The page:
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Summer Jobs: Let the Hunt Begin

In the summer, looking for a job is becoming worst than a lioness looking for some fresh meat to feed her offspring. Any piece of advice is good to take. So here are few tips to help you to find your way in the confusing and tough process of looking for a job.

 1)Be Ready

Make sure you always have an up-to-date CV and a cover letter. Update it as often as you can, don’t neglect any previous jobs or important tasks you have undertaken because any experience does matter. You can find many good templates on the internet, indeed Kent University’s website gives good pieces of advice here. Once you’ve written your CV have someone else read it – as many people as you can – spelling and grammatical mistakes can be crippling. Don’t forget to include any experience or achievement you are proud of on your CV. Your aim is to highlight the qualities that make you someone unique and interesting to hire: you have to stand out from the crowd! Because keep in mind that employers are skimming through thousands of cv’s and cover letters a day, this is why your CV must be clear and original.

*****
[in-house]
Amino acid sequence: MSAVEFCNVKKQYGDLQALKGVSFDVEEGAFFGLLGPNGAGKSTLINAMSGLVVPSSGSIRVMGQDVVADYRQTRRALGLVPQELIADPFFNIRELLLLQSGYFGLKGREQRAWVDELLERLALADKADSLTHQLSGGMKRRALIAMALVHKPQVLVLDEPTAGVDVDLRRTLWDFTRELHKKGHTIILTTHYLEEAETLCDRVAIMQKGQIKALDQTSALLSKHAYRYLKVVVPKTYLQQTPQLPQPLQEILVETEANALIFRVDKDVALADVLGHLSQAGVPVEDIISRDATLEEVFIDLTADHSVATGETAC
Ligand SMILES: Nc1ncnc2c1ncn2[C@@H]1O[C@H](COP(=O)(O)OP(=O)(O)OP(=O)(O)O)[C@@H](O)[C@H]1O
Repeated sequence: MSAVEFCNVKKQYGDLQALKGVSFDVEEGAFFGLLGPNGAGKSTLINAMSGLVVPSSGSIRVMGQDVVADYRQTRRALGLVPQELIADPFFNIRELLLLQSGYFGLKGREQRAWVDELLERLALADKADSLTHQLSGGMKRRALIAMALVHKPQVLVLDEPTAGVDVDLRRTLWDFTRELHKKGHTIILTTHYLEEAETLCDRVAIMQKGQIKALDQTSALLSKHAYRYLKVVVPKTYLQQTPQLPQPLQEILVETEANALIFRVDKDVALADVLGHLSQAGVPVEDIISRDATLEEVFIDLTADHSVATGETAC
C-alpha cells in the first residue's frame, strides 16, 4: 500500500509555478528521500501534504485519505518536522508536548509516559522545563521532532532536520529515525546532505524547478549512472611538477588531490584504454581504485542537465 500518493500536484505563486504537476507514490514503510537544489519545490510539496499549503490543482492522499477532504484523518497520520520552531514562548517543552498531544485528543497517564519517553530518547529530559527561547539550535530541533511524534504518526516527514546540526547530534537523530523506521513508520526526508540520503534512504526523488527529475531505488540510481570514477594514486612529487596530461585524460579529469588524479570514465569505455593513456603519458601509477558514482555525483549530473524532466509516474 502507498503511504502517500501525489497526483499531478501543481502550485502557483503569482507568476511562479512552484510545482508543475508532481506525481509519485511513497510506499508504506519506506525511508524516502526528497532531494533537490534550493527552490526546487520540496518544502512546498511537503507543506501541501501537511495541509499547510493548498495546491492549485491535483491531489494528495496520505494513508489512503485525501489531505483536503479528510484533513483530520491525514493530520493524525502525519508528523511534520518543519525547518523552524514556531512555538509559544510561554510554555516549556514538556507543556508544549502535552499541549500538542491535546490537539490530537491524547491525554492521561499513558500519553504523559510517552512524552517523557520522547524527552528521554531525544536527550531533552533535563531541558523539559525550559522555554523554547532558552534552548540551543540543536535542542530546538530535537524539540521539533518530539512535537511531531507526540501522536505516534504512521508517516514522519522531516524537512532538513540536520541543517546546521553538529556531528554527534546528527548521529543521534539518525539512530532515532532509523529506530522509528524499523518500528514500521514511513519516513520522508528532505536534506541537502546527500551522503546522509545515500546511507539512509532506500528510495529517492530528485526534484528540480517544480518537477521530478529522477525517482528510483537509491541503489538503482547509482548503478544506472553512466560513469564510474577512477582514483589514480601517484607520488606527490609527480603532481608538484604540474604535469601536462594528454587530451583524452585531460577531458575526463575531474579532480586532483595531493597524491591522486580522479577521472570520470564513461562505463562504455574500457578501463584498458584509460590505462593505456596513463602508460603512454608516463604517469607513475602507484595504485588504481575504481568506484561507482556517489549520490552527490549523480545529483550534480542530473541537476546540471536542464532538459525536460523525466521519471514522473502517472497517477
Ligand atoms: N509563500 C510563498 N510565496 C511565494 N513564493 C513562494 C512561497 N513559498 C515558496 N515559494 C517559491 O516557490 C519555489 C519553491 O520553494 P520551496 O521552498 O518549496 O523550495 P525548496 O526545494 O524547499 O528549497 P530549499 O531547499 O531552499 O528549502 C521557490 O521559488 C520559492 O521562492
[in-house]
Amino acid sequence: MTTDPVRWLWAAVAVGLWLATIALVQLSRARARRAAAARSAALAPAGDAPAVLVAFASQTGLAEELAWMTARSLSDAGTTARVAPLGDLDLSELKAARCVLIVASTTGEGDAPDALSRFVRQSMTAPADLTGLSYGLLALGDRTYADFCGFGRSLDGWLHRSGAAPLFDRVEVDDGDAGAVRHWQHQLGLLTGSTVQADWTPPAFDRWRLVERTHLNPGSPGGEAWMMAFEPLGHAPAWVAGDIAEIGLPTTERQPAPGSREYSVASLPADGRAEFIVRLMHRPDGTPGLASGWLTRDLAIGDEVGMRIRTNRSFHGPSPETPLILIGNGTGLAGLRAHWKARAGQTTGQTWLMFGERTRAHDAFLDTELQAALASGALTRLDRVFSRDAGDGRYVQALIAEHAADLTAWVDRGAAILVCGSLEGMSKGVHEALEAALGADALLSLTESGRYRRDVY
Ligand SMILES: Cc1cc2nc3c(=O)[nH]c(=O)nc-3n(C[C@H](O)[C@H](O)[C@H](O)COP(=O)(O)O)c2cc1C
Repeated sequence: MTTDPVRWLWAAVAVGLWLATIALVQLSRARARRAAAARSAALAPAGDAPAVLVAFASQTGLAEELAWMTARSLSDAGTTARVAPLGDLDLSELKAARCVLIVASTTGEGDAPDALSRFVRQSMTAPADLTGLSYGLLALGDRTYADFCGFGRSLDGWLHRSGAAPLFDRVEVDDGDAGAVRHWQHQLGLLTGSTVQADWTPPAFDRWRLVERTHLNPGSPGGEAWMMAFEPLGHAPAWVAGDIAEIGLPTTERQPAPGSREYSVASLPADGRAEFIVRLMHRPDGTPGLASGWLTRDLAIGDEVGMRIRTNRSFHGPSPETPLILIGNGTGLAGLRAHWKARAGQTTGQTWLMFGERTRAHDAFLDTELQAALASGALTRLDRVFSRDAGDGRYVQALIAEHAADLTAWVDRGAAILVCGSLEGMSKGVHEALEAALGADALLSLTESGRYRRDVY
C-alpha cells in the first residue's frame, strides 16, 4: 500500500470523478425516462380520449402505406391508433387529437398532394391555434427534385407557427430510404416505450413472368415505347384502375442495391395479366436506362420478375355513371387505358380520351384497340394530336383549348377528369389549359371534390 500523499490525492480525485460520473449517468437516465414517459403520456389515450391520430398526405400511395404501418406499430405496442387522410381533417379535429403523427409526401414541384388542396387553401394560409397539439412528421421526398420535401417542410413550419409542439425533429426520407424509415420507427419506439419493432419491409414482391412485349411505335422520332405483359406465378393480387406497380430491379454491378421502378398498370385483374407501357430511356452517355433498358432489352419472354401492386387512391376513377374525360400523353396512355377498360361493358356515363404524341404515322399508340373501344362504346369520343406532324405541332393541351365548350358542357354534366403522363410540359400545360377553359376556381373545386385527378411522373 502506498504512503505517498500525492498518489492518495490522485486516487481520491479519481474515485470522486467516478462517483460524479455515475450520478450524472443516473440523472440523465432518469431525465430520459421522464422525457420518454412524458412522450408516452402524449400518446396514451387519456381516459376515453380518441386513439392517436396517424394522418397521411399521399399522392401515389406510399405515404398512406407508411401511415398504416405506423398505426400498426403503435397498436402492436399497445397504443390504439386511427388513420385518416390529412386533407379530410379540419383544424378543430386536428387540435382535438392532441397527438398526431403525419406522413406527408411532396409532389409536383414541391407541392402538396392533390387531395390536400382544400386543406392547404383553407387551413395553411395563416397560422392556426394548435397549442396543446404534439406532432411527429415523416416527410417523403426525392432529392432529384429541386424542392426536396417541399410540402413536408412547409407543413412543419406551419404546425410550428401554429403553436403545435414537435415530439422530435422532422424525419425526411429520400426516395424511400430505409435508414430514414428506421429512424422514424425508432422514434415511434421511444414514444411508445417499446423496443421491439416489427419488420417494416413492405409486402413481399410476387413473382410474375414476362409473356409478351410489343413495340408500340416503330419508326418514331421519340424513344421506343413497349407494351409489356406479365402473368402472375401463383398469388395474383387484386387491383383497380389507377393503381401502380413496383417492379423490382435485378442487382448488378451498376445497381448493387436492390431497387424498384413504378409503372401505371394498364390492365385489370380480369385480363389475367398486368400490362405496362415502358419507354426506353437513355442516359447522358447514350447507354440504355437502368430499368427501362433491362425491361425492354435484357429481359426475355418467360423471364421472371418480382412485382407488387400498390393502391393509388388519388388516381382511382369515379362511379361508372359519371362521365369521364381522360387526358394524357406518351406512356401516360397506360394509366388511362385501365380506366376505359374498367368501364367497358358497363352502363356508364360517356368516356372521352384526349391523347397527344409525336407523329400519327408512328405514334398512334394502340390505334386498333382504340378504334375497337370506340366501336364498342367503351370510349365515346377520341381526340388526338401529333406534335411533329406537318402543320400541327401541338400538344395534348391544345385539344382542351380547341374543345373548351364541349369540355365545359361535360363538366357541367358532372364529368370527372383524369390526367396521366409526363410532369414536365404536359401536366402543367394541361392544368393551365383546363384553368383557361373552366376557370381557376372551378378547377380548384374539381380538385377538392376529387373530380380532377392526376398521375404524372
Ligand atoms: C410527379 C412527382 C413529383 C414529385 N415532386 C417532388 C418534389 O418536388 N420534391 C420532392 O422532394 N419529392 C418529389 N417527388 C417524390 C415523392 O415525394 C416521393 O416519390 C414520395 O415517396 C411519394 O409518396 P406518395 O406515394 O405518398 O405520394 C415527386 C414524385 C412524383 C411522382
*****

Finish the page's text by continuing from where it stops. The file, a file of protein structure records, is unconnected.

2) Be open-minded 

If you’re looking for a job, take a chance on every opportunity that comes across; don’t be fussy! Though some jobs may seem undesirable  on paper. Make it clear in your head that no job will be a loss of time and you’ll gain something from it, no matter what you’re doing!

3) Necessity but Dignity

Even though money is an issue for you, a job shouldn’t include you selling your soul, your self-respect or your body for money. From the beginning, make it clear with your employer that relation you have with him/her is strictly professional for the avoidance of doubt.

4) Try Everywhere